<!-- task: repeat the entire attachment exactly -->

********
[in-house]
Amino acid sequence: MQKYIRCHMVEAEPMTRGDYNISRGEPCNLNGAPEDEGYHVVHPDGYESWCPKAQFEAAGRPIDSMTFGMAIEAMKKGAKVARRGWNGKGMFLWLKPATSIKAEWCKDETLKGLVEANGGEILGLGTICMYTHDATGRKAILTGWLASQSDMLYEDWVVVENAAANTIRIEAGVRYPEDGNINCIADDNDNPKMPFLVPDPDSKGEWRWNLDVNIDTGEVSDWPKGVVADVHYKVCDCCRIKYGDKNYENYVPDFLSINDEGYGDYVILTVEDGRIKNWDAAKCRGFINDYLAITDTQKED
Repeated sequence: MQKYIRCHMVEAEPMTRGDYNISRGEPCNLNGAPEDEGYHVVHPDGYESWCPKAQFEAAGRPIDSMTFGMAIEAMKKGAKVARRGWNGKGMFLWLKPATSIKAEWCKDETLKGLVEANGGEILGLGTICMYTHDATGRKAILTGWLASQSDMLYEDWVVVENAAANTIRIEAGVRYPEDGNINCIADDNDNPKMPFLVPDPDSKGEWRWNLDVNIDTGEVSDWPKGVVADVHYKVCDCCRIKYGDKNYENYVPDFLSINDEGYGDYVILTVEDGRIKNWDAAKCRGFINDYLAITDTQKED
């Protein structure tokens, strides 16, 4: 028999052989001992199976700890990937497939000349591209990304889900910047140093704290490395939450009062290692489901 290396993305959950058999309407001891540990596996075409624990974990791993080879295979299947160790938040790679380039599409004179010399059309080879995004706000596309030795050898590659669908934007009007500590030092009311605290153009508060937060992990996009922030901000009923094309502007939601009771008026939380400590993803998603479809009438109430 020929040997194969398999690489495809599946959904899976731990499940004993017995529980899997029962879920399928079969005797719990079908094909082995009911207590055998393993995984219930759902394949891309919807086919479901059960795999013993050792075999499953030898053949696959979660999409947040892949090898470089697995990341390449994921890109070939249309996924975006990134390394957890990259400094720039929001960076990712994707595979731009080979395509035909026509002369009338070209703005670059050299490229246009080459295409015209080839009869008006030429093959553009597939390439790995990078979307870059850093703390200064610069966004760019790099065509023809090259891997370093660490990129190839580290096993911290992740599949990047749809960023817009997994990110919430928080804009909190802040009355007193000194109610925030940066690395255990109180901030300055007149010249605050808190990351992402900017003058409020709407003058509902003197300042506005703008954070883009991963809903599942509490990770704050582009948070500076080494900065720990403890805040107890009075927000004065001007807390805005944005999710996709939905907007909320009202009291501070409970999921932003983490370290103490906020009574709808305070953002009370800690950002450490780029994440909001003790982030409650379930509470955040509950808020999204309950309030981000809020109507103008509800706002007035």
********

[in-house]
Amino acid sequence: MQKYIRCHMVEAEPMTRGDYNISRGEPCNLNGAPEDEGYHVVHPDGYESWCPKAQFEAAGRPIDSMTFGMAIEAMKKGAKVARRGWNGKGMFLWLKPATSIKAEWCKDETLKGLVEANGGEILGLGTICMYTHDATGRKAILTGWLASQSDMLYEDWVVVENAAANTIRIEAGVRYPEDGNINCIADDNDNPKMPFLVPDPDSKGEWRWNLDVNIDTGEVSDWPKGVVADVHYKVCDCCRIKYGDKNYENYVPDFLSINDEGYGDYVILTVEDGRIKNWDAAKCRGFINDYLAITDTQKED
Repeated sequence: MQKYIRCHMVEAEPMTRGDYNISRGEPCNLNGAPEDEGYHVVHPDGYESWCPKAQFEAAGRPIDSMTFGMAIEAMKKGAKVARRGWNGKGMFLWLKPATSIKAEWCKDETLKGLVEANGGEILGLGTICMYTHDATGRKAILTGWLASQSDMLYEDWVVVENAAANTIRIEAGVRYPEDGNINCIADDNDNPKMPFLVPDPDSKGEWRWNLDVNIDTGEVSDWPKGVVADVHYKVCDCCRIKYGDKNYENYVPDFLSINDEGYGDYVILTVEDGRIKNWDAAKCRGFINDYLAITDTQKED
């Protein structure tokens, strides 16, 4: 028999052989001992199976700890990937497939000349591209990304889900910047140093704290490395939450009062290692489901 290396993305959950058999309407001891540990596996075409624990974990791993080879295979299947160790938040790679380039599409004179010399059309080879995004706000596309030795050898590659669908934007009007500590030092009311605290153009508060937060992990996009922030901000009923094309502007939601009771008026939380400590993803998603479809009438109430 020929040997194969398999690489495809599946959904899976731990499940004993017995529980899997029962879920399928079969005797719990079908094909082995009911207590055998393993995984219930759902394949891309919807086919479901059960795999013993050792075999499953030898053949696959979660999409947040892949090898470089697995990341390449994921890109070939249309996924975006990134390394957890990259400094720039929001960076990712994707595979731009080979395509035909026509002369009338070209703005670059050299490229246009080459295409015209080839009869008006030429093959553009597939390439790995990078979307870059850093703390200064610069966004760019790099065509023809090259891997370093660490990129190839580290096993911290992740599949990047749809960023817009997994990110919430928080804009909190802040009355007193000194109610925030940066690395255990109180901030300055007149010249605050808190990351992402900017003058409020709407003058509902003197300042506005703008954070883009991963809903599942509490990770704050582009948070500076080494900065720990403890805040107890009075927000004065001007807390805005944005999710996709939905907007909320009202009291501070409970999921932003983490370290103490906020009574709808305070953002009370800690950002450490780029994440909001003790982030409650379930509470955040509950808020999204309950309030981000809020109507103008509800706002007035």